Tampopo is a wonderful hidden gem of Japanese cinema; I am so glad that Criterion are giving us this long overlooked satire and it is finally getting the HD treatment it deserves.
Being a Criterion release, Tampopo’s mechanics are up to their usual standard. The menus are easy to navigate, and the subtitles are clear to read. I would say that there is a little difficulty during one of the film’s extras when the subtitles do suffer minor visual glitches early on, but this doesn’t return nor is it on any other part of the disc.
The film is presented in a 4k digital restoration, and an uncompressed monaural soundtrack, which having no digital or analogue errors makes the shots of food that much more mouth watering.
Criterion have done a fantastic job in bringing Tampopo to Blu Ray like they have on their other releases, and I am sure that they will continue to be a big name in quality movies on quality discs.
The list of extras contained on this disc are just as eclectic as the main feature itself.
The Making of “Tampopo.”
This feature length documentary narrated by director Juzo Itami details every part of the production of Tampopo, from casting, to costume, to the food and sound mixing. It is a great look into the way Itami makes and views movies.
Interview with Actor Nokubo Miyamoto
The actor who plays Tampopo talks about her husband Juzo Itami, the part that launched her into stardom as well as the different reactions to the film at home and abroad.
Interview with Food Stylist Hiroshi Osaki
An aspect of film or TV that is often ignored despite the copious amounts of food adverts, Hiroshi Osaki shares her on-set stories with us and talks about the process of making food to tell stories; it is strangely fascinating and appetising at the same time.
The Perfect Bowl: Interviews with Hiroshi Osaki (Ramen Scholar), Sam White, Rayneil De Guzman, Jerry Jaksich and Ivan Orkin (American Ramen Chefs) about the film Tampopo
These are legacy interviews with people that were affected by Tampopo enough to chase the dream of opening their own ramen shop. They detail how her efforts inspired them to strive. A sweet inclusion to the disc that shows how influential film and food can be. It also goes into the craft of ramen making that ordinary people don’t see very often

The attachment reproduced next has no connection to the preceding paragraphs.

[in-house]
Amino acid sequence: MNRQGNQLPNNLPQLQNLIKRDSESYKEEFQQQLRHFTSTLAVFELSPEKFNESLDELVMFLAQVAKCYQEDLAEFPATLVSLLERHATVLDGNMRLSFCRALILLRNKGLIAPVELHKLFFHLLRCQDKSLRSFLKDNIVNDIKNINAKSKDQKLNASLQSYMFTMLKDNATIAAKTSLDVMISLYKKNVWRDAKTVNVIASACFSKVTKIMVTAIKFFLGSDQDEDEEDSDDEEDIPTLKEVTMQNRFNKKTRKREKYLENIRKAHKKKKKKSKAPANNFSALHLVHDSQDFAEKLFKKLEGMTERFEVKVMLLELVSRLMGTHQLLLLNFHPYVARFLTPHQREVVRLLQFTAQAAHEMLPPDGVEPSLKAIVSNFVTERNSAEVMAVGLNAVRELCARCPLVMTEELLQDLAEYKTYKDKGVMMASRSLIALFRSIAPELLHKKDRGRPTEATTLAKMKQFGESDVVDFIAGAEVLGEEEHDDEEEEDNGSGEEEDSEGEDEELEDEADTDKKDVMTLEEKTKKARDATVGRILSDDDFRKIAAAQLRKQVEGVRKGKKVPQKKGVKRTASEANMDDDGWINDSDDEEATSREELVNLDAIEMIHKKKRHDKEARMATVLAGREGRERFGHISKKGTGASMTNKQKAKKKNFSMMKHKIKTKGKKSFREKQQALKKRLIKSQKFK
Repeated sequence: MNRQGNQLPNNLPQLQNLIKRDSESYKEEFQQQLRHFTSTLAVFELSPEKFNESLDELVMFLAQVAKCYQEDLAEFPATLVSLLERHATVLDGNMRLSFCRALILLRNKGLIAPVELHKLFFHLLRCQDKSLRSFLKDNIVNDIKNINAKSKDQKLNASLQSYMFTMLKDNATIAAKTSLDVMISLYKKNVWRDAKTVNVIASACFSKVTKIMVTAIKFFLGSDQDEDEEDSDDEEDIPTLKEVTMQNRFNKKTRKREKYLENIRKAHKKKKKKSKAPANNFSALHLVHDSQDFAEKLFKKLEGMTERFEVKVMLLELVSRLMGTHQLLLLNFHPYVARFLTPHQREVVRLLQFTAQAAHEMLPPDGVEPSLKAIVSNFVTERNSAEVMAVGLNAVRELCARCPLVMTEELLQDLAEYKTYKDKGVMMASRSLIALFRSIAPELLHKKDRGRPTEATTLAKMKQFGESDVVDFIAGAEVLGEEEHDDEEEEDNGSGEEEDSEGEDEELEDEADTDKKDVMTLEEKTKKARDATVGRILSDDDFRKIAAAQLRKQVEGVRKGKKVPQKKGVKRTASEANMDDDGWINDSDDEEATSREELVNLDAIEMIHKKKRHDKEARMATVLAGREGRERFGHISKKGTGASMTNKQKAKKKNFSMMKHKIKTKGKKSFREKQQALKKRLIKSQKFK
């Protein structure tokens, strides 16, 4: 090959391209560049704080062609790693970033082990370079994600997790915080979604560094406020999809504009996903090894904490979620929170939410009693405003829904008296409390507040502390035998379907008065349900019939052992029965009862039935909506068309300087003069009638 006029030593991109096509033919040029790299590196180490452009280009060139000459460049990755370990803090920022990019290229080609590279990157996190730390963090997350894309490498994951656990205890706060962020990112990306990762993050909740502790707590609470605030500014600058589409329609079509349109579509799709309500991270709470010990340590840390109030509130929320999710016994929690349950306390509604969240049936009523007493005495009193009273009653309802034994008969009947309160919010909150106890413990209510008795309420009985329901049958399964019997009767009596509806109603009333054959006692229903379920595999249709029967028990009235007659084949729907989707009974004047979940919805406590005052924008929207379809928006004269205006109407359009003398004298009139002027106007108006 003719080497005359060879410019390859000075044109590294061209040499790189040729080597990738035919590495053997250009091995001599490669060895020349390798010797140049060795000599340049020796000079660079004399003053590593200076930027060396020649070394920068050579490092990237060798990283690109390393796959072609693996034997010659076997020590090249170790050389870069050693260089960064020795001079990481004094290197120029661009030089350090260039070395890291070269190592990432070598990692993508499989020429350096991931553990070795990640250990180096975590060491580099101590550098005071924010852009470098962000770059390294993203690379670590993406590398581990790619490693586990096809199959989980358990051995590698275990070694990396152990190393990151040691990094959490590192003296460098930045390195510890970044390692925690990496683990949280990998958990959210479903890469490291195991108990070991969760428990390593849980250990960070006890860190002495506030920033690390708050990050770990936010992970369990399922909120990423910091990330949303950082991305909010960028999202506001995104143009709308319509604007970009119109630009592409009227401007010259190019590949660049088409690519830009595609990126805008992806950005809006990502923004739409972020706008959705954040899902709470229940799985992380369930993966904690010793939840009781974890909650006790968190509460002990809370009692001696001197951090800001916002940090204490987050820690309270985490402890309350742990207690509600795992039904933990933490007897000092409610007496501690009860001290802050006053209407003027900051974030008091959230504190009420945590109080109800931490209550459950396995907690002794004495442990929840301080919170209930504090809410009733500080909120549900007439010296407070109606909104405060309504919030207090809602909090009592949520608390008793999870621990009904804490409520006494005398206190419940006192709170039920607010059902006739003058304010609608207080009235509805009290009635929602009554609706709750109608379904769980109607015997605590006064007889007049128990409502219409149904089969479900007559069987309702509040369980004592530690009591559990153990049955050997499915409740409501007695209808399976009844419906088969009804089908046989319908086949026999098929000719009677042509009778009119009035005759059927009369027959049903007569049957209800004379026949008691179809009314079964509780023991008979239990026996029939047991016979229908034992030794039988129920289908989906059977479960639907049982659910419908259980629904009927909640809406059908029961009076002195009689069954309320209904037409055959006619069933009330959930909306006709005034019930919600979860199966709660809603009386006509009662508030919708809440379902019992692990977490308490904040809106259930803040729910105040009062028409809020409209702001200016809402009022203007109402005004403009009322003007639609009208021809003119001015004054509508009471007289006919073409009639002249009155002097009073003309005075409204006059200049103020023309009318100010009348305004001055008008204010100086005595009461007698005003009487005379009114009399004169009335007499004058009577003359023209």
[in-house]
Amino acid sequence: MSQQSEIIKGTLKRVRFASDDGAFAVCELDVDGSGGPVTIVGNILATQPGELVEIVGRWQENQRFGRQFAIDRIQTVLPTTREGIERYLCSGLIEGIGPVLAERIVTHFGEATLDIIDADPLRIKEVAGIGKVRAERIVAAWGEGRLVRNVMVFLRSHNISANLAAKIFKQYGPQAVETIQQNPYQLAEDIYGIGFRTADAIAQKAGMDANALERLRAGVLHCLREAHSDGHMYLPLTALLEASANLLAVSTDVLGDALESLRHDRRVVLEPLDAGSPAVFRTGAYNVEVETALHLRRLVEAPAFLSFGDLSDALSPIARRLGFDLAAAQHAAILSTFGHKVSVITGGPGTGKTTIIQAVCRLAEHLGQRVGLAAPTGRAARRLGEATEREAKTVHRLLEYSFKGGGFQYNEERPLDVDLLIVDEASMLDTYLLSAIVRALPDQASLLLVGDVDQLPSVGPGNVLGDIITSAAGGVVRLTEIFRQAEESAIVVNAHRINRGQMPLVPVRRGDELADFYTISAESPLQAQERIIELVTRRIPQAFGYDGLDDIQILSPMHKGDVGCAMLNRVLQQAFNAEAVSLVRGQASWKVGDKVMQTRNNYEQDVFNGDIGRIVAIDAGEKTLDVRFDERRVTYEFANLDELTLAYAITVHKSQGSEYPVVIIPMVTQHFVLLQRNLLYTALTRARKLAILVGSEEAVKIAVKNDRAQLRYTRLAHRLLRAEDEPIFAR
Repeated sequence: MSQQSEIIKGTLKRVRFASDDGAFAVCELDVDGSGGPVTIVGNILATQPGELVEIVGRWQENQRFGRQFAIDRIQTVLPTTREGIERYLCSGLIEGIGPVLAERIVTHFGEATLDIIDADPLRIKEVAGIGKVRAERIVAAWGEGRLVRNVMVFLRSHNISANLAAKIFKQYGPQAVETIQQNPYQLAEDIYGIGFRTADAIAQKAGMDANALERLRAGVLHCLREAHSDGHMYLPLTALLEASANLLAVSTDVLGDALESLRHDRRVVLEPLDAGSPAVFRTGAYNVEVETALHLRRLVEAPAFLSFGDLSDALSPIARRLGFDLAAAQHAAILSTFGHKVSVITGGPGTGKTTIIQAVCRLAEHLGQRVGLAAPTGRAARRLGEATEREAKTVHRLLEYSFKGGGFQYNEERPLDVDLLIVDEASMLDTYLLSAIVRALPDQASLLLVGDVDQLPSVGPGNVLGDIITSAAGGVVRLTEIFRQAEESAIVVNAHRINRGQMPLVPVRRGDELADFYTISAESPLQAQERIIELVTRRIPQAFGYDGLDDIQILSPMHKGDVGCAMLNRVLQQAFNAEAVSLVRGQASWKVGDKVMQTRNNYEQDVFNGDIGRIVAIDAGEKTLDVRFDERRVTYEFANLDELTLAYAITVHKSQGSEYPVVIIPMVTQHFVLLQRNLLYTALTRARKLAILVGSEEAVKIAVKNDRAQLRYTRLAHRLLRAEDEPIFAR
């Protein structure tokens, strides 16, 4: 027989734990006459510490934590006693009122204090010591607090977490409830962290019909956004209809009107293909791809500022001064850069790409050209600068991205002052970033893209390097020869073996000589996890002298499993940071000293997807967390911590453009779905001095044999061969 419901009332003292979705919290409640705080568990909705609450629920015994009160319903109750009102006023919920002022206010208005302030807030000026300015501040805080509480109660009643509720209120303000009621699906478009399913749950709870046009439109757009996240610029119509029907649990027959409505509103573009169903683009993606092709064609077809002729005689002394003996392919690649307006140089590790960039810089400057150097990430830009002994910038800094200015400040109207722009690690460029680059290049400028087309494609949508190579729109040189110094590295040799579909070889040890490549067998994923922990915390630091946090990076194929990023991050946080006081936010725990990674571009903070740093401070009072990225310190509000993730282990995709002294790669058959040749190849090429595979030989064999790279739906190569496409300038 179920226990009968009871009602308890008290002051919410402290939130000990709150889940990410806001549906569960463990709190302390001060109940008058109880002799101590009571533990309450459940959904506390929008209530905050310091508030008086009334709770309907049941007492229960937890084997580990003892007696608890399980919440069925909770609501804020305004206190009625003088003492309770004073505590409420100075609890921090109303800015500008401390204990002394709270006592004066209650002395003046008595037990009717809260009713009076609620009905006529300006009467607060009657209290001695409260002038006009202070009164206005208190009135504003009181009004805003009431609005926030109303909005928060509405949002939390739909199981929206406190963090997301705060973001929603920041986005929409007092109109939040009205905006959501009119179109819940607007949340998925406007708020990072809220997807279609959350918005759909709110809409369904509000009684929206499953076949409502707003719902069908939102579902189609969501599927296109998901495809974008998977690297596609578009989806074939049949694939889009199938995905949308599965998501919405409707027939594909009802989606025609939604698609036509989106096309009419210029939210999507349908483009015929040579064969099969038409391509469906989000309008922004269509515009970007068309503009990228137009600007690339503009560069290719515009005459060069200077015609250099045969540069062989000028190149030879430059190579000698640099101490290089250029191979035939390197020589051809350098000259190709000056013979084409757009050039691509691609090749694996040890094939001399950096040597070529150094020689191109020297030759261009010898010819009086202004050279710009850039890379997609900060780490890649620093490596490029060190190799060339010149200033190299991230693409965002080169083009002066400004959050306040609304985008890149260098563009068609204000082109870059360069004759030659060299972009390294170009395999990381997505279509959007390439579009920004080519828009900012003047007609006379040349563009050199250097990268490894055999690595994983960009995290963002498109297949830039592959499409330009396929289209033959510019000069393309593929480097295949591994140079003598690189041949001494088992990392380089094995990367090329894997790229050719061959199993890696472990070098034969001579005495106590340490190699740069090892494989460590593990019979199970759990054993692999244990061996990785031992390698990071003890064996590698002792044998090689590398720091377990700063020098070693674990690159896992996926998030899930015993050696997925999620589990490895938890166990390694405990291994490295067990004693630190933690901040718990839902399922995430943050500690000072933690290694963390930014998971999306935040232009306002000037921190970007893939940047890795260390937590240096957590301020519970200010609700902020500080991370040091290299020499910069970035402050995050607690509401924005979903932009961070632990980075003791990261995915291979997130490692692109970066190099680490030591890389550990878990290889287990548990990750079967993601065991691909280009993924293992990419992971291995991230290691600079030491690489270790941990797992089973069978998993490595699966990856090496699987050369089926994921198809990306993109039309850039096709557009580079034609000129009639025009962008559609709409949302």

Rubber Band Pistol
Juzo Itami’s 1962 short film is his directorial debut and exhibits a masterful approach to the craft despite his seeming inexperience. It is a series of snapshots in the lives of a group of friends and is made with another genre-bending mix of comedy and French new-wave. Rubber Band Pistol definitely has hints of what Itami would be later on.
Video Essay by Tony Zhou and Taylor Ramos on Tampopo
Better known for their work on the Youtube channel, Every Frame a Painting, the pair of video-essayists extraordinary bring their unique insight into the way that this movie can be viewed and interpreted. An excellent addition to the disc and I hope to hear them again on more releases.
Tampopo is a bizarre film. A combination of Japanese food and Western film tropes that mix to create a vibrant and unique flavour. I whole-heartily enjoyed my time in Tampopo’s restaurant, it has great food, a great atmosphere and wonderful characters and with the great extras that enhance the experience I would highly recommend that you visit, you may never want to leave.
It’s the end, but the moment has been prepared for…